Domestic interest in space tourism is the first step in the commercialisation of the region's solar exploration.
Space the final tourism frontier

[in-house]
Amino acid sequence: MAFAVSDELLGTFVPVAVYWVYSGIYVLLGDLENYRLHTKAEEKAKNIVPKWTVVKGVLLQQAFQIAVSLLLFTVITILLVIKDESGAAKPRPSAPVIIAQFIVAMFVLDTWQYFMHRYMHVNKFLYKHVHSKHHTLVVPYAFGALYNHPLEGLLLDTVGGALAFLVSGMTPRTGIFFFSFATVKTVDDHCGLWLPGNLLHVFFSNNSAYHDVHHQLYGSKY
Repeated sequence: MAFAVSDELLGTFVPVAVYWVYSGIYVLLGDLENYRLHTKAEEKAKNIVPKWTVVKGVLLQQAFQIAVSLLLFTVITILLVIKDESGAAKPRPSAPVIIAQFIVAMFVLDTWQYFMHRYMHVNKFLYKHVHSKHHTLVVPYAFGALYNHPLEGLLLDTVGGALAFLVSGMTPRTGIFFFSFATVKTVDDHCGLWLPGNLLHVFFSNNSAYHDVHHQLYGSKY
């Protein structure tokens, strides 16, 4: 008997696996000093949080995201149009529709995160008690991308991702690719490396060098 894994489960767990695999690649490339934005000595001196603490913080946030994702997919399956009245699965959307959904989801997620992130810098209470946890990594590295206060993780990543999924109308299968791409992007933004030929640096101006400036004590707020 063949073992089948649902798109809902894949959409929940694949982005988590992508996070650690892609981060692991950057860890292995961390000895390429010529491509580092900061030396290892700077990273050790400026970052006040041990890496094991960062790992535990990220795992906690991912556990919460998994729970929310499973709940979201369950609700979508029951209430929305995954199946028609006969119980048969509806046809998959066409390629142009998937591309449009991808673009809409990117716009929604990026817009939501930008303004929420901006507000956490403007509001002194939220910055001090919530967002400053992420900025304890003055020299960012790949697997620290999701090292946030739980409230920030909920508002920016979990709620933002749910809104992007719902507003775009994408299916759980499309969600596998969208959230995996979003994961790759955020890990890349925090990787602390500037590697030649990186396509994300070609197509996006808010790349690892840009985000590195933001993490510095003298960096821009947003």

ABU DHABI // The growing domestic demand for space tourism is the first step in the commercialisation of the region's space exploration programmes, delegates to a conference in Abu Dhabi were told yesterday. Humanity must explore space not only to capitalise on huge economic opportunities, said Eric Anderson, the chief executive of Space Adventures. Our innate desire to explore means we should do it anyway. "Decades from now, we will need to bring the resources of the solar system into our economic sphere of influence," he told delegates to the Global Space Technology Forum being held in Abu Dhabi this week. "We need to colonise other planets." And Earth's history, marked by catastrophic events that have reshaped the path of life itself, makes space exploration an even more pressing necessity. "These events will happen again," Mr Anderson said, "and it is a prime reason why we as humans need to become a multi-planet species. To ensure our long-term survival, humans need to have more than one home." Mr Anderson's company, which he founded in 1998, operates in the commercial space industry. In co-operation with the Russian Space Agency, it has sent a handful of space tourists on 10-day trips to the International Space Station. One of these tourists, Anousheh Ansari, paid an undisclosed sum believed to be up to US$20 million (Dh73.4m) to explore the final frontier through Space Adventures. Ms Ansari also financed the $10m X-Prize, a competition that challenged entrepreneurs to develop a private-sector manned space craft. The technology behind the winning design, by the company Scaled Composites, forms the basis of the Virgin Galactic space tourism business. Ms Ansari will speak at the forum tomorrow. Space Adventures is branching out from space tourism, looking to become a service provider to government-led national space programmes. It will even outsource much of the work of these programmes, building mission-control centres and training academies. "Contact us today to set up your national space programme," a promotional video at the conference targeting governments urged. The commercialisation of the space exploration industry, led by companies such as Space Adventures and Virgin Galactic, is driven largely by tourism. More than 50 per cent of respondents to a recent survey said they would purchase a ticket for a commercial space flight if it was affordable. Virgin Galactic has already taken more than $40m in deposits from customers looking to secure a $200,000 seat on one of the company's early flights. The world's first charter booking for an entire Virgin Galactic ship was made earlier this year in Dubai, said Sharon Garrett, the company's head of space marketing for the Middle East. Demand for Virgin Galactic flights from UAE customers had been strong, she added. This week's conference is the first commercial space forum targeting the Middle East. It would become an annual event, said Louisa Theobald, the group exhibitions director of Streamline Marketing, the organisers of the forum. email@example.com